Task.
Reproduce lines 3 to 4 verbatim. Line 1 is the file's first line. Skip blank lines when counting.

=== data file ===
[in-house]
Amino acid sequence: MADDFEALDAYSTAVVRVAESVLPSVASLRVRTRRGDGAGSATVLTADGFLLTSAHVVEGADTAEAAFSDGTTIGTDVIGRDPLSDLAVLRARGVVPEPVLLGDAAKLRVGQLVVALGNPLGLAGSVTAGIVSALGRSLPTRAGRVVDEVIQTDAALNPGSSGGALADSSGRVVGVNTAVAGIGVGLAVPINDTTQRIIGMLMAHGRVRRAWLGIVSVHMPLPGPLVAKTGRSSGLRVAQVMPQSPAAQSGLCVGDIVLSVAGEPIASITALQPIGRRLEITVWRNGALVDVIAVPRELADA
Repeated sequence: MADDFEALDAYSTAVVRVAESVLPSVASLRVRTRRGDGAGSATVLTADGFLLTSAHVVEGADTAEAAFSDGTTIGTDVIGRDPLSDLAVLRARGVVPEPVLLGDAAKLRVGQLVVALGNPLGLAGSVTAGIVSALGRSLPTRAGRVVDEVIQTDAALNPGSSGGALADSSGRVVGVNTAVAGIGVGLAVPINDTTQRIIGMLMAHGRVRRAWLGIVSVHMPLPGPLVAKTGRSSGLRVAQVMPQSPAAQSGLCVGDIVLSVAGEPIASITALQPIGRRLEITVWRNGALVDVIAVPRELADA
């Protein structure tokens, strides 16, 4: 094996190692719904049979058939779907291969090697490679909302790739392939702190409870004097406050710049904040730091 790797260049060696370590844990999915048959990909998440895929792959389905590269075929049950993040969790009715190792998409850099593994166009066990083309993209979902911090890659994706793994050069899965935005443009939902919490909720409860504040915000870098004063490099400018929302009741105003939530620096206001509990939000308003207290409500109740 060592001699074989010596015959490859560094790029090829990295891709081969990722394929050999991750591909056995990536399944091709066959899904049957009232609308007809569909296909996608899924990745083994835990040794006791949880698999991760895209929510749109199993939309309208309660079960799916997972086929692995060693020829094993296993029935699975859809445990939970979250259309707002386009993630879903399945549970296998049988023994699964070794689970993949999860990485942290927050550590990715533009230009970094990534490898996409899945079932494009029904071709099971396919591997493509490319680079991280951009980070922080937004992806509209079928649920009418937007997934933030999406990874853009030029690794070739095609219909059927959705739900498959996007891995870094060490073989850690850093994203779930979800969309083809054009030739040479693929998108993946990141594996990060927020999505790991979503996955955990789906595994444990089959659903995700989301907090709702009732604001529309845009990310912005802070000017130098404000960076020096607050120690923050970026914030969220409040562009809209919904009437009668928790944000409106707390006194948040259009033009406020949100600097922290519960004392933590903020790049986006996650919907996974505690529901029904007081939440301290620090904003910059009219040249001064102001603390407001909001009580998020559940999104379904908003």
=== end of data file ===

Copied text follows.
Repeated sequence: MADDFEALDAYSTAVVRVAESVLPSVASLRVRTRRGDGAGSATVLTADGFLLTSAHVVEGADTAEAAFSDGTTIGTDVIGRDPLSDLAVLRARGVVPEPVLLGDAAKLRVGQLVVALGNPLGLAGSVTAGIVSALGRSLPTRAGRVVDEVIQTDAALNPGSSGGALADSSGRVVGVNTAVAGIGVGLAVPINDTTQRIIGMLMAHGRVRRAWLGIVSVHMPLPGPLVAKTGRSSGLRVAQVMPQSPAAQSGLCVGDIVLSVAGEPIASITALQPIGRRLEITVWRNGALVDVIAVPRELADA
């Protein structure tokens, strides 16, 4: 094996190692719904049979058939779907291969090697490679909302790739392939702190409870004097406050710049904040730091 790797260049060696370590844990999915048959990909998440895929792959389905590269075929049950993040969790009715190792998409850099593994166009066990083309993209979902911090890659994706793994050069899965935005443009939902919490909720409860504040915000870098004063490099400018929302009741105003939530620096206001509990939000308003207290409500109740 060592001699074989010596015959490859560094790029090829990295891709081969990722394929050999991750591909056995990536399944091709066959899904049957009232609308007809569909296909996608899924990745083994835990040794006791949880698999991760895209929510749109199993939309309208309660079960799916997972086929692995060693020829094993296993029935699975859809445990939970979250259309707002386009993630879903399945549970296998049988023994699964070794689970993949999860990485942290927050550590990715533009230009970094990534490898996409899945079932494009029904071709099971396919591997493509490319680079991280951009980070922080937004992806509209079928649920009418937007997934933030999406990874853009030029690794070739095609219909059927959705739900498959996007891995870094060490073989850690850093994203779930979800969309083809054009030739040479693929998108993946990141594996990060927020999505790991979503996955955990789906595994444990089959659903995700989301907090709702009732604001529309845009990310912005802070000017130098404000960076020096607050120690923050970026914030969220409040562009809209919904009437009668928790944000409106707390006194948040259009033009406020949100600097922290519960004392933590903020790049986006996650919907996974505690529901029904007081939440301290620090904003910059009219040249001064102001603390407001909001009580998020559940999104379904908003």